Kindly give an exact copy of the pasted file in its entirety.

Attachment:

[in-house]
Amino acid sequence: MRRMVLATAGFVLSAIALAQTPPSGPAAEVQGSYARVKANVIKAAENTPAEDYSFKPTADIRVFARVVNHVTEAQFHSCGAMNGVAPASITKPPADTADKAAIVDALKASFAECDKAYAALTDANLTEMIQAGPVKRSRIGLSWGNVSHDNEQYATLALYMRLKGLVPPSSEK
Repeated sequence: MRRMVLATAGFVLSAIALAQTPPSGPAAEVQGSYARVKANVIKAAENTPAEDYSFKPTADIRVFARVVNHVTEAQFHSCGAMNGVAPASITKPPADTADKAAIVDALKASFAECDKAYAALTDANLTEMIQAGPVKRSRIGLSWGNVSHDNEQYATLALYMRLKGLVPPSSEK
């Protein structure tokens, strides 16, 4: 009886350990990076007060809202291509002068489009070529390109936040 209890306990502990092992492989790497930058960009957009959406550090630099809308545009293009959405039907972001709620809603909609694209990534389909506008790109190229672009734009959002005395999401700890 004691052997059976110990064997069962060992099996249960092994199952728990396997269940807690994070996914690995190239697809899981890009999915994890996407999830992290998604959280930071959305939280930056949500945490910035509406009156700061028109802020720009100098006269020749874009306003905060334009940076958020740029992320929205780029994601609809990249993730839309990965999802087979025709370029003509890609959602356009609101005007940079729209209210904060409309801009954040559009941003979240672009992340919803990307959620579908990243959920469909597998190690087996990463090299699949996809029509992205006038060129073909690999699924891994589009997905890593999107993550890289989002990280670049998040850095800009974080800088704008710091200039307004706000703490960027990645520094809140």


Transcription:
[in-house]
Amino acid sequence: MRRMVLATAGFVLSAIALAQTPPSGPAAEVQGSYARVKANVIKAAENTPAEDYSFKPTADIRVFARVVNHVTEAQFHSCGAMNGVAPASITKPPADTADKAAIVDALKASFAECDKAYAALTDANLTEMIQAGPVKRSRIGLSWGNVSHDNEQYATLALYMRLKGLVPPSSEK
Repeated sequence: MRRMVLATAGFVLSAIALAQTPPSGPAAEVQGSYARVKANVIKAAENTPAEDYSFKPTADIRVFARVVNHVTEAQFHSCGAMNGVAPASITKPPADTADKAAIVDALKASFAECDKAYAALTDANLTEMIQAGPVKRSRIGLSWGNVSHDNEQYATLALYMRLKGLVPPSSEK
């Protein structure tokens, strides 16, 4: 009886350990990076007060809202291509002068489009070529390109936040 209890306990502990092992492989790497930058960009957009959406550090630099809308545009293009959405039907972001709620809603909609694209990534389909506008790109190229672009734009959002005395999401700890 004691052997059976110990064997069962060992099996249960092994199952728990396997269940807690994070996914690995190239697809899981890009999915994890996407999830992290998604959280930071959305939280930056949500945490910035509406009156700061028109802020720009100098006269020749874009306003905060334009940076958020740029992320929205780029994601609809990249993730839309990965999802087979025709370029003509890609959602356009609101005007940079729209209210904060409309801009954040559009941003979240672009992340919803990307959620579908990243959920469909597998190690087996990463090299699949996809029509992205006038060129073909690999699924891994589009997905890593999107993550890289989002990280670049998040850095800009974080800088704008710091200039307004706000703490960027990645520094809140």